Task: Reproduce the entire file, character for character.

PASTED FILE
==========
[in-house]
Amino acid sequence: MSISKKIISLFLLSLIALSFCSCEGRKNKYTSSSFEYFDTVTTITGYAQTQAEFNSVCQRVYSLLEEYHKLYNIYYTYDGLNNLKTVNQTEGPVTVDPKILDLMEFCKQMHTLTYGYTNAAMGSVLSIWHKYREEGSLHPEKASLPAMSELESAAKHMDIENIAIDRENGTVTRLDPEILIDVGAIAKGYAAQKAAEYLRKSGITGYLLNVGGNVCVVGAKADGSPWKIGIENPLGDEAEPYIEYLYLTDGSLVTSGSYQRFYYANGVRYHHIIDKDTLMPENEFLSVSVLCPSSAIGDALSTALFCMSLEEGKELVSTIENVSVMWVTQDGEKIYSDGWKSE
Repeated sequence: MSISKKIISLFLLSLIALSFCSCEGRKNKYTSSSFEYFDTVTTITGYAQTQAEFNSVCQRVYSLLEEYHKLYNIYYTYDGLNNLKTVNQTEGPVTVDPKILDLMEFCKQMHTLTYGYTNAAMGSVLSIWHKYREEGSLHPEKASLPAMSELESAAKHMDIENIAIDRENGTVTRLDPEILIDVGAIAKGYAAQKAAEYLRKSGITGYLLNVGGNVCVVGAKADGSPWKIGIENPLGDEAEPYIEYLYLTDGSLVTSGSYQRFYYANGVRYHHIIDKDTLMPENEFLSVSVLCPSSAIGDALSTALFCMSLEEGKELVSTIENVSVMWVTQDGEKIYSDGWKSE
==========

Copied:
[in-house]
Amino acid sequence: MSISKKIISLFLLSLIALSFCSCEGRKNKYTSSSFEYFDTVTTITGYAQTQAEFNSVCQRVYSLLEEYHKLYNIYYTYDGLNNLKTVNQTEGPVTVDPKILDLMEFCKQMHTLTYGYTNAAMGSVLSIWHKYREEGSLHPEKASLPAMSELESAAKHMDIENIAIDRENGTVTRLDPEILIDVGAIAKGYAAQKAAEYLRKSGITGYLLNVGGNVCVVGAKADGSPWKIGIENPLGDEAEPYIEYLYLTDGSLVTSGSYQRFYYANGVRYHHIIDKDTLMPENEFLSVSVLCPSSAIGDALSTALFCMSLEEGKELVSTIENVSVMWVTQDGEKIYSDGWKSE
Repeated sequence: MSISKKIISLFLLSLIALSFCSCEGRKNKYTSSSFEYFDTVTTITGYAQTQAEFNSVCQRVYSLLEEYHKLYNIYYTYDGLNNLKTVNQTEGPVTVDPKILDLMEFCKQMHTLTYGYTNAAMGSVLSIWHKYREEGSLHPEKASLPAMSELESAAKHMDIENIAIDRENGTVTRLDPEILIDVGAIAKGYAAQKAAEYLRKSGITGYLLNVGGNVCVVGAKADGSPWKIGIENPLGDEAEPYIEYLYLTDGSLVTSGSYQRFYYANGVRYHHIIDKDTLMPENEFLSVSVLCPSSAIGDALSTALFCMSLEEGKELVSTIENVSVMWVTQDGEKIYSDGWKSE